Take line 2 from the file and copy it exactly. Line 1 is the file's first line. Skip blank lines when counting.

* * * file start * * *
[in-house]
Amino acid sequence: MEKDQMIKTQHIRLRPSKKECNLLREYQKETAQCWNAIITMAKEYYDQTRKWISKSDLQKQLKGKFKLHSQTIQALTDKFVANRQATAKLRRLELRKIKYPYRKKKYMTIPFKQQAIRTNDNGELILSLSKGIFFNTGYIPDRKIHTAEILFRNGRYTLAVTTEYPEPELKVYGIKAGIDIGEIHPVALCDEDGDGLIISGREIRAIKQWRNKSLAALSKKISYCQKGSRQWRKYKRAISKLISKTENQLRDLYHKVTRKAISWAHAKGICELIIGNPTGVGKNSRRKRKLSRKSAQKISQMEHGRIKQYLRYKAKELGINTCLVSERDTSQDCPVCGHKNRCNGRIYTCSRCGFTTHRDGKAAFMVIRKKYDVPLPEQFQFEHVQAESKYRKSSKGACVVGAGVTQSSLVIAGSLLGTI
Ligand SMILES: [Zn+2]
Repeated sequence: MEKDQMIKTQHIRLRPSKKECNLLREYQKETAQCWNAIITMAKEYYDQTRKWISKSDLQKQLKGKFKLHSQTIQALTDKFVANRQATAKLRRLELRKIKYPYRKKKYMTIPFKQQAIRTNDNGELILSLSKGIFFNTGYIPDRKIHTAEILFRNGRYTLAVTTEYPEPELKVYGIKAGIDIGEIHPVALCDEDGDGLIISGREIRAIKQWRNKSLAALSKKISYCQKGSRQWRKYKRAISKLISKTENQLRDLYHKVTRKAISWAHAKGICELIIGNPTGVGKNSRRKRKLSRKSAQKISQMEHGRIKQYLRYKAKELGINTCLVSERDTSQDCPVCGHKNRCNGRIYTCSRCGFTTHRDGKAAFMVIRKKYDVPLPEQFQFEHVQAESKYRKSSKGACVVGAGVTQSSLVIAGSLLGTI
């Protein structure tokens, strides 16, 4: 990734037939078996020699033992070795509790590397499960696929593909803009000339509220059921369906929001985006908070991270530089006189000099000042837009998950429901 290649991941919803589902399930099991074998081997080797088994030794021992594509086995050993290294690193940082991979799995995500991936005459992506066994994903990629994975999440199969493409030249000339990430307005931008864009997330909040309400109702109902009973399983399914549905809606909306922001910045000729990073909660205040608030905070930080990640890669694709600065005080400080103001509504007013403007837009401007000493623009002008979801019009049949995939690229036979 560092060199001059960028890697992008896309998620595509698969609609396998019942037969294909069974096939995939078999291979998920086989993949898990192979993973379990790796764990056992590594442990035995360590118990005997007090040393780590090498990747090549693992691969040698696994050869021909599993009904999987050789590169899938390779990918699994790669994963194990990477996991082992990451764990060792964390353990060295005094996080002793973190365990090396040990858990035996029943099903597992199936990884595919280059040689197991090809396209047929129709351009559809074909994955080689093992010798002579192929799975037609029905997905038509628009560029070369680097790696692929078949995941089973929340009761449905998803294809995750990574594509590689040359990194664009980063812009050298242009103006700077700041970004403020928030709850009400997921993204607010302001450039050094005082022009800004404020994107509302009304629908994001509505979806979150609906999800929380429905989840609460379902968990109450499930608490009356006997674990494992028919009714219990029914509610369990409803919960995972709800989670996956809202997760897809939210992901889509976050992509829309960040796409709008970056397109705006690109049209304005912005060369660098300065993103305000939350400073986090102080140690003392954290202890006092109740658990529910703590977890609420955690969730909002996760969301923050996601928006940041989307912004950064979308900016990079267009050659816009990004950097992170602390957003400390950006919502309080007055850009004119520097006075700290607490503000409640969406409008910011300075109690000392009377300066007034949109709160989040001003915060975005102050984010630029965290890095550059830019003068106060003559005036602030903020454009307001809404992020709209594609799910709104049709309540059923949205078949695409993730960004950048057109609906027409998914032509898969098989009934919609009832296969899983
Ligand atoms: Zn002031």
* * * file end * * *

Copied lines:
Amino acid sequence: MEKDQMIKTQHIRLRPSKKECNLLREYQKETAQCWNAIITMAKEYYDQTRKWISKSDLQKQLKGKFKLHSQTIQALTDKFVANRQATAKLRRLELRKIKYPYRKKKYMTIPFKQQAIRTNDNGELILSLSKGIFFNTGYIPDRKIHTAEILFRNGRYTLAVTTEYPEPELKVYGIKAGIDIGEIHPVALCDEDGDGLIISGREIRAIKQWRNKSLAALSKKISYCQKGSRQWRKYKRAISKLISKTENQLRDLYHKVTRKAISWAHAKGICELIIGNPTGVGKNSRRKRKLSRKSAQKISQMEHGRIKQYLRYKAKELGINTCLVSERDTSQDCPVCGHKNRCNGRIYTCSRCGFTTHRDGKAAFMVIRKKYDVPLPEQFQFEHVQAESKYRKSSKGACVVGAGVTQSSLVIAGSLLGTI